DUNSTABLE, Bedfordshire, England – Almost 10 years after The Lord of the Rings: The Return of The King wowed audiences and critics alike, fans of director Peter Jackson’s trilogy have long awaited the arrival of Hobbit: An Unexpected Journey.
First published in 1937, J.R.R. Tolkien’s prequel to the Lord of the Rings explores the adventures of Frodo’s uncle, Bilbo Baggins, and his part in a dwarfish quest 60 years earlier.
Immediately stunning is the scenery and high definition the picture achieves. The picturesque and peaceful landscape is well contrasted with the harsh, barren land traveled through by the 13 dwarves, Gandalf, played by Ian McKellen, the wizard and the character of Bilbo, who reaffirms the difference between his peaceful village of Bag-End and the wilderness of Middle Earth.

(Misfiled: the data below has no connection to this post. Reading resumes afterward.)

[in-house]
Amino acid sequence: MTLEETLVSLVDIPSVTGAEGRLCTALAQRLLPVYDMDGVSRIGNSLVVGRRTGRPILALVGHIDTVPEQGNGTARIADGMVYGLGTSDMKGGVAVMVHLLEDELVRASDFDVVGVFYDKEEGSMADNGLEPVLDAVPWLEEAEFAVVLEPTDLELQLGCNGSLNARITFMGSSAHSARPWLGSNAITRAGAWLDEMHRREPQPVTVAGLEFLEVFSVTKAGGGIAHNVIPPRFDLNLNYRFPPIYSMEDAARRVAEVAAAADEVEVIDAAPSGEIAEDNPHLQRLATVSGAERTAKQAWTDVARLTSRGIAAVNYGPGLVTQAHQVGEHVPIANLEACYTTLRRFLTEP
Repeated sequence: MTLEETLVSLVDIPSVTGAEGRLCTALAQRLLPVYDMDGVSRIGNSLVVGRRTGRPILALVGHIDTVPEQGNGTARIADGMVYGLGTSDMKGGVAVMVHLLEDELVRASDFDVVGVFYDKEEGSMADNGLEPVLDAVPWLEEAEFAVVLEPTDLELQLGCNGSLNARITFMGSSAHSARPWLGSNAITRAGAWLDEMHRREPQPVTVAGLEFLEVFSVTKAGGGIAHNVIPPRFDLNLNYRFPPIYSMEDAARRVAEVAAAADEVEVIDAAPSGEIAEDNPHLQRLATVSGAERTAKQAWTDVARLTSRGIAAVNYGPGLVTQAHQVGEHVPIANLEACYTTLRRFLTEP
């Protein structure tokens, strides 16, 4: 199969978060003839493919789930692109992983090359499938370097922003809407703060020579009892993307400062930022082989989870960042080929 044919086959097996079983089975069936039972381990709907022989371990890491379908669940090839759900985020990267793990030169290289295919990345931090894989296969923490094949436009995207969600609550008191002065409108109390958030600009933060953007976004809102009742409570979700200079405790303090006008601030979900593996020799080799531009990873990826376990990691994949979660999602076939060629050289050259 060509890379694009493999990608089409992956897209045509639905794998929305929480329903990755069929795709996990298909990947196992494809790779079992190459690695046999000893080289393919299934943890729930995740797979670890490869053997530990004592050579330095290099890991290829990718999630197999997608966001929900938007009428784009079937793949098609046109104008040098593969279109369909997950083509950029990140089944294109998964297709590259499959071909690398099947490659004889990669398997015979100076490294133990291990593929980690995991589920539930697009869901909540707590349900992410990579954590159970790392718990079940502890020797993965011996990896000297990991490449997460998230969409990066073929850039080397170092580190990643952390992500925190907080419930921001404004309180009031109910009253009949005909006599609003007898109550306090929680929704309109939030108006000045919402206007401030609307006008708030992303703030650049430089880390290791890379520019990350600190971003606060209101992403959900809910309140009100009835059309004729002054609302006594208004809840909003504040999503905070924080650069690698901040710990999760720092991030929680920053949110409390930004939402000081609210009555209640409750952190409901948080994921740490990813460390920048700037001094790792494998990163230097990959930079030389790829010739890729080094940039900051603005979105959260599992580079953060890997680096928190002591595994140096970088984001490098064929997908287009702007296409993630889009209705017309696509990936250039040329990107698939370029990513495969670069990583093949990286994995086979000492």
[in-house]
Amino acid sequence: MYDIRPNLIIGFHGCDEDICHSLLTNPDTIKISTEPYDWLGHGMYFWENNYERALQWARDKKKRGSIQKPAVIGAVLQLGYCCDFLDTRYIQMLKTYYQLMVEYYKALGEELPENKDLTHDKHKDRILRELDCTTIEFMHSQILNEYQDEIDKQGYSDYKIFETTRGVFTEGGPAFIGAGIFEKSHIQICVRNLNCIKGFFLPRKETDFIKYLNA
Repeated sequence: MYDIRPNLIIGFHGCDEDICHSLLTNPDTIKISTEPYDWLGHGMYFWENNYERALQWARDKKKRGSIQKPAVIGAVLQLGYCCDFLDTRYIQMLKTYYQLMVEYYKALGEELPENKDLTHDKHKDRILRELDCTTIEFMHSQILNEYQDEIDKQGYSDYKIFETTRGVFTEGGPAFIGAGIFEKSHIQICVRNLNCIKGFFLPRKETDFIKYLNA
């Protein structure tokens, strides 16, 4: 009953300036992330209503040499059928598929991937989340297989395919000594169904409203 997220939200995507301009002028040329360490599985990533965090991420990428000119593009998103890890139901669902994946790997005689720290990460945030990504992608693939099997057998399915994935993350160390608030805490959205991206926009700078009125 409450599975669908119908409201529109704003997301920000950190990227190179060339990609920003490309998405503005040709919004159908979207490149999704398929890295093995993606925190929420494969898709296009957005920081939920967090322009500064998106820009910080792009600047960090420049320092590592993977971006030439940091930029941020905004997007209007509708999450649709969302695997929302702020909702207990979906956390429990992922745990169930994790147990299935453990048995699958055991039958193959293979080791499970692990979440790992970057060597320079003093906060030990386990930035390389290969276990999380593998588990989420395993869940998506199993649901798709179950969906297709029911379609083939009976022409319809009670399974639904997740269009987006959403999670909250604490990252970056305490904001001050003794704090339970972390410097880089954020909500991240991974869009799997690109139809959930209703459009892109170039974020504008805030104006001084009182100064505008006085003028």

Martin Freeman (The Hitchhiker’s Guide to the Galaxy, Love Actually) portrays Bilbo as a younger hobbit and is funny and fantastic as the sheltered creature who is thrown from peaceful solitude into a dangerous world of trolls, orcs and dragons.
The effects used to create Tolkien’s creatures are brilliant from the obvious effects of the orcs to the more subtle manipulation used to achieve Bilbo’s short size. Gollum, a prominent character in Lord of the Rings, also makes his return in the film and it is the eagerly anticipated scene between Bilbo and Gollum, which is the standout part of the film.
All in all, The Hobbit, though three hours in length, is well worth it.
Though filmed last in the franchise, The Hobbit’s status as the first book in Tolkien’s epic fantasy saga means it can be enjoyed by those who have not yet seen the Lord of the Rings trilogy. It is a true adventure that captures the imagination from start to finish, and will, no doubt, leave audiences hooked until its sequel, The Desolation of Smaug, is released this year.
Myah Guild is a Reporter for Youth Journalism International in England.